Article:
Fears of COVID-19 Impacts Deepen, Fueling Stock Selloff…..

U.S. equities extended a recent fall, as worries surrounding the recent uptick in COVID-19 cases in the U.S. and notably in Europe have intensified, causing investors to ponder the potential ramifications to the global economy. Moreover, hopes of a near-term agreement on fiscal relief measures have faded away, as the highly-contentious presidential election draws near. Earnings season remained in high gear, as Dow members Microsoft and Boeing, along with UPS saw pressure following their results, while GE traded higher in the wake of its release. Treasury yields were little changed and the global uneasiness boosted the U.S. dollar, while gold and crude oil prices fell. In light economic news, mortgage applications rose, a preliminary read on the trade deficit showed that it unexpectedly narrowed, and wholesale inventories surprisingly dipped. Asia closed mixed and Europe finished with widespread losses.

The Dow Jones Industrial Average fell 943 points (3.4%) to 26,520, the S&P 500 Index was down 120 points (3.5%) at 3,271, and the Nasdaq Composite lost 426 points (3.7%) to 11,005. In heavy volume, 1.1 billion shares were traded on the NYSE and 3.8 billion shares changed hands on the Nasdaq. WTI crude oil was $2.18 lower at $37.39 per barrel and wholesale gasoline lost $0.07 to $1.06 per gallon. Elsewhere, the Bloomberg gold spot price fell $30.39 to $1,877.60 per ounce, and the Dollar Index—a comparison of the U.S. dollar to six major world currencies—advanced 0.5% at 93.45.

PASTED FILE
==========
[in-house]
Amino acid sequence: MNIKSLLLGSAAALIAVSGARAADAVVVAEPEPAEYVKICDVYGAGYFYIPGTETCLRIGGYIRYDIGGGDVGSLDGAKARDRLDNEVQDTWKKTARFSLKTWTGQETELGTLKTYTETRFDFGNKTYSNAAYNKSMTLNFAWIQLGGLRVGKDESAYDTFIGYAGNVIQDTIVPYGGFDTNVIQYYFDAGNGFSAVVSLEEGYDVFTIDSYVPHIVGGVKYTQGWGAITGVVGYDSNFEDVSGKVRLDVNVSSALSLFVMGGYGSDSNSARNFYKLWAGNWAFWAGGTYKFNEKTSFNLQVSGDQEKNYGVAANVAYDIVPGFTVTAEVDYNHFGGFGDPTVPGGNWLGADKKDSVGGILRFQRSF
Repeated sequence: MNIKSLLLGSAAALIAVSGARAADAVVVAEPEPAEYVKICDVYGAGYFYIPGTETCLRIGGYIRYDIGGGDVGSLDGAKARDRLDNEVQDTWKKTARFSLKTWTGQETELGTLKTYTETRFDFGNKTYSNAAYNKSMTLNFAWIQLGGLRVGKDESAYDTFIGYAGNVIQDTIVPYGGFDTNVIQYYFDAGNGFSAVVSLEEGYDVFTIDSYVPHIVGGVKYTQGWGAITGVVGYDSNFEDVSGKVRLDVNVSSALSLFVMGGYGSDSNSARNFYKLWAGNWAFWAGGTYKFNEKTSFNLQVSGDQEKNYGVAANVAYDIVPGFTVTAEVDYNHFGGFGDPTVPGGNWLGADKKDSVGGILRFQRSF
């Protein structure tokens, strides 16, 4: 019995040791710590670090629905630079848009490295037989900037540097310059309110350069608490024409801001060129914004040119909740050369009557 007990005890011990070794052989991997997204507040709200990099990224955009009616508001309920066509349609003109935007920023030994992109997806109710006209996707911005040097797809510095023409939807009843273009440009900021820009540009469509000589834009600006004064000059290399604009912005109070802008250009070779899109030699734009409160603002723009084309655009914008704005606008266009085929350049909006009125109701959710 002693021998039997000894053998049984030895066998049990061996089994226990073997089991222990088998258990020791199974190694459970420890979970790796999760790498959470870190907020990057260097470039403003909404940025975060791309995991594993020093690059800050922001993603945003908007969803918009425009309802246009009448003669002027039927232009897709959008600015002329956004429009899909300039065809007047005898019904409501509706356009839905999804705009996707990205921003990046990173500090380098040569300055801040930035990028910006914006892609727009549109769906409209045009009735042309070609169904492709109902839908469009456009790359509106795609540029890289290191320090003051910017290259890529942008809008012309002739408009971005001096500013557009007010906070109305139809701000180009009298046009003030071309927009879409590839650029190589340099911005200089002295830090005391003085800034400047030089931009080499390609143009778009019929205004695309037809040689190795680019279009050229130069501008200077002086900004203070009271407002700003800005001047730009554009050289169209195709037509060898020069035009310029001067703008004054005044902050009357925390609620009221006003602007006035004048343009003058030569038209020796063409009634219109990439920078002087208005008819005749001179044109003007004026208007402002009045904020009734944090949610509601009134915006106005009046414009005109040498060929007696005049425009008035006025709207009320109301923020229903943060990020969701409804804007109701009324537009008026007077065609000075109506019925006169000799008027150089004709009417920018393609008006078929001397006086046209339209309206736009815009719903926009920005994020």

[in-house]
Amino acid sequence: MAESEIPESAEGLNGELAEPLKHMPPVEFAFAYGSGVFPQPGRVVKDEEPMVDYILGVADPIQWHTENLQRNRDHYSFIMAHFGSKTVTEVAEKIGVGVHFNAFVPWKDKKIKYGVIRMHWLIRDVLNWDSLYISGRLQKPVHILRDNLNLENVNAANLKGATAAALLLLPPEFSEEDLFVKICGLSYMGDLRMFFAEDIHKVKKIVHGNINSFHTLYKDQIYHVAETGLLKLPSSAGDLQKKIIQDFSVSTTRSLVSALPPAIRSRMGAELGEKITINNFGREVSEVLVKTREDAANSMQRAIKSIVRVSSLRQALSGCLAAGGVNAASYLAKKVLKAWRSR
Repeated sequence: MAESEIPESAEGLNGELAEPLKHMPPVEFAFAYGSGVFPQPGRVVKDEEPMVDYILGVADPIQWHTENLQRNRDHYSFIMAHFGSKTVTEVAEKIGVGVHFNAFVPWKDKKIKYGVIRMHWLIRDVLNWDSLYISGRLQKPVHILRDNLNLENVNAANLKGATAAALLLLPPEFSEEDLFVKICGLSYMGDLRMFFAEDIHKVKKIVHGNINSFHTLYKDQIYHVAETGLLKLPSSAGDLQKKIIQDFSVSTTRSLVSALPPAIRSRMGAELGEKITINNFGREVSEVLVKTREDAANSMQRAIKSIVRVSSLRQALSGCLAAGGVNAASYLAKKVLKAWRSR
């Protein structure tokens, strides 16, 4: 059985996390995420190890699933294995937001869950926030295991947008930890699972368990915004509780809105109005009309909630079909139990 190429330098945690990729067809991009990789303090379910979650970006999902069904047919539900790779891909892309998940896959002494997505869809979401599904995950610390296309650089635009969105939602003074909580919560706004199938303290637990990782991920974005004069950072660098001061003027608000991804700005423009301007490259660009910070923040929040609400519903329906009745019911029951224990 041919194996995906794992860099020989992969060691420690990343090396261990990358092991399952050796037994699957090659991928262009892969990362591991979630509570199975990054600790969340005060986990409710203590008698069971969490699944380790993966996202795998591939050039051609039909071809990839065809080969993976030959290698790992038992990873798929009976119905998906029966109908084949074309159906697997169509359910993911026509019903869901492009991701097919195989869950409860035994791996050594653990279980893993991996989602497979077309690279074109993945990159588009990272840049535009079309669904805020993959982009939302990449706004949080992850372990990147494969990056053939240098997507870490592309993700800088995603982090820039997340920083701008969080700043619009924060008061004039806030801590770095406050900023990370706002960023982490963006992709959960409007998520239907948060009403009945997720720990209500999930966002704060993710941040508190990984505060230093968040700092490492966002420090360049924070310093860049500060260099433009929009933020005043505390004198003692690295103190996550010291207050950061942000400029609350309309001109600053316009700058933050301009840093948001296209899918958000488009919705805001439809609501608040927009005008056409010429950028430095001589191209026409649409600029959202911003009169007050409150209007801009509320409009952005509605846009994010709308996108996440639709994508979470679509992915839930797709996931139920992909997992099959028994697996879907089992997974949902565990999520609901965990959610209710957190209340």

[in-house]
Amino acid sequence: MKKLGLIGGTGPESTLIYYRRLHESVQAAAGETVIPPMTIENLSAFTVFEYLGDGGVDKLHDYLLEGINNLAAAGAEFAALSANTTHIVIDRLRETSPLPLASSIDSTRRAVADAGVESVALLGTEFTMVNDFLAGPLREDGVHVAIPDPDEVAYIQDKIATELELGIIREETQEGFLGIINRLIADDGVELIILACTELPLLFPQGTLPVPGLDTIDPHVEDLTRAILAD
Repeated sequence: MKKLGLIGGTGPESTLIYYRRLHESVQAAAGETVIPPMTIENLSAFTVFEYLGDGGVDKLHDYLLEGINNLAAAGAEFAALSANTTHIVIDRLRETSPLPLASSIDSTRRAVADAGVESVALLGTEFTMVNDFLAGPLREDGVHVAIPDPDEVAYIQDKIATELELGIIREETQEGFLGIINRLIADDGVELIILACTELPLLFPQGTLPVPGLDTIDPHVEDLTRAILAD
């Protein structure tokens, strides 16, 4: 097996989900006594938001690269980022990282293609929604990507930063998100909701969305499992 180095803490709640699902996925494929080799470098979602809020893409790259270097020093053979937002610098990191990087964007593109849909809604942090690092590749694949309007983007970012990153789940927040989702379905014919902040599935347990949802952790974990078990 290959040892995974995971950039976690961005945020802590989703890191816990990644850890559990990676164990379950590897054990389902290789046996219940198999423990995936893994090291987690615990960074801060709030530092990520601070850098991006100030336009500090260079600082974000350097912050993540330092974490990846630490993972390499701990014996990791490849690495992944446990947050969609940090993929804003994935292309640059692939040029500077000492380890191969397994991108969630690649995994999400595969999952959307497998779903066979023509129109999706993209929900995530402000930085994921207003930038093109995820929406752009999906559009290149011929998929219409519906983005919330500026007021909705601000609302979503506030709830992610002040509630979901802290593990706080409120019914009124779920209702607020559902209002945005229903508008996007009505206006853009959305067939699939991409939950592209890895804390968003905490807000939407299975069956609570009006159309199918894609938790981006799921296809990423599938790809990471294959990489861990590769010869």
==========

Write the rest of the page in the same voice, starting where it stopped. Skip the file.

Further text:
Mortgage applications rise…..

The MBA Mortgage Application Index rose by 1.7% last week, following the prior week’s 0.6% decline. The increase came as a 2.5% rise in the Refinance Index was accompanied by a 0.2% gain in the Purchase Index. The average 30-year mortgage rate declined 2 basis points (bps) to 3.00%.

The advance goods-trade balance showed that the September deficit unexpectedly narrowed, coming in at $79.4 billion, versus estimates calling for it to increase to $84.5 billion from August’s upwardly-adjusted shortfall of $83.1 billion.

Preliminary wholesale inventories surprisingly dipped 0.1% month-over-month (m/m) for September, compared to expectations of a 0.4% gain, and versus August’s downwardly-revised 0.3% rise.

Treasuries were little changed, with the yields on the 2-year note, 10-year note and 30 year bond all flat at 0.15%, 0.77% and 1.56%, respectively.

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